I've had some thoughts on Elvis Andrus on my mind for awhile that I've wanted to put in writing. More specifically, I've wanted to highlight the 2014 expectations for a guy that many consider to be a de facto leader of the clubhouse now that Ian Kinsler is in Detroit.
Coincidentally, Tim Cowlishaw has a piece up today in which he talks about the projected lineup and things he would do to "fix" it. The main point he has involves Andrus, and how he believes that having Andrus bat 2nd is an error by Ron Washington.
I’m not recommending that catcher Geovany Soto bat second, mind you. Just understand that he had the same on-base percentage as Andrus and hit more home runs in more than 450 fewer at-bats.
Cowlishaw goes on to recommend that Alex Rios be moved up to the 2-hole in the lineup, citing that, of all things, his sample size after an August trade to the Rangers should hold some extra merit.
First things first, I was a bit curious about how the Rangers stack up at every position in the lineup 1-9 as compared to league average. So I did some digging and compared the on-base percentage of the 2014 project lineup for the Rangers fared in 2013 at each spot in the lineup to the league-average since 2009.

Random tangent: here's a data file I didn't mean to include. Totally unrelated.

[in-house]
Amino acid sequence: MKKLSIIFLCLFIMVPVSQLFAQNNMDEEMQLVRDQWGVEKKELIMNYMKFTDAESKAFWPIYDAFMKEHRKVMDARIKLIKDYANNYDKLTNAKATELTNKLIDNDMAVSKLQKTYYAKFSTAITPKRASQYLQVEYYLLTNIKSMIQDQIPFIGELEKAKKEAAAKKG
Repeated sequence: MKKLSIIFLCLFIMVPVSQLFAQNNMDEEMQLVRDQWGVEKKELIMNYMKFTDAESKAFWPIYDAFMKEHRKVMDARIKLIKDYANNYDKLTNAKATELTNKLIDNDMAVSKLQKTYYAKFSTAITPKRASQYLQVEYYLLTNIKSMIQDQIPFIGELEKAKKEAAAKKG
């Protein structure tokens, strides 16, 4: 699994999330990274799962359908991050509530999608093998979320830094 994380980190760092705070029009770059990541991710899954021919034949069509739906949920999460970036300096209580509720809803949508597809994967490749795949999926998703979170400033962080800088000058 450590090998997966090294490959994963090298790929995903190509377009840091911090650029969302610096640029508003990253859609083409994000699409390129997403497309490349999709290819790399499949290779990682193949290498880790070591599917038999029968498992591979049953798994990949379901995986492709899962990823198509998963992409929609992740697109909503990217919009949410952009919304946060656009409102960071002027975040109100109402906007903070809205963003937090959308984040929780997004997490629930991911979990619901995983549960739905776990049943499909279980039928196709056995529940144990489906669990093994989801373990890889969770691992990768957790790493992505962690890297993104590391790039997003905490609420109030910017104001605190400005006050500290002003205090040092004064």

Shin-Soo Choo should provide an obvious advantage at the top of the lineup due to his ability to get on base, that much we know. However, I find it interesting that, despite an abysmal start to the 2013 season, Elvis Andrus really wasn't that far off of the league average. With that said, I don't expect he'll start this season as poorly as last.
Since his trade to the Rangers in August, Alex Rios posted an OBP of .315. During that same time, Andrus posted an OBP of .342. If we want to include slugging percentage and go off of OPS, Rios posted .772 compared to .734 from Elvis.
There's nothing in that data that is concrete enough to make moving Elvis down in the lineup a slam dunk. In fact, if we're assuming Washington's in-game bunt strategies hold true -- and I've made my general disdain for the sacrifice bunt known on several occasions -- keeping Elvis batting 2nd makes even more sense.
All told, I actually expect a better overall season from Elvis Andrus in 2014. He's never going to be a consistent home run threat, but if he's able to hit something closer to the 31 doubles he hit in 2012 (as compared to 17 in 2013), then his overall numbers should be better for it.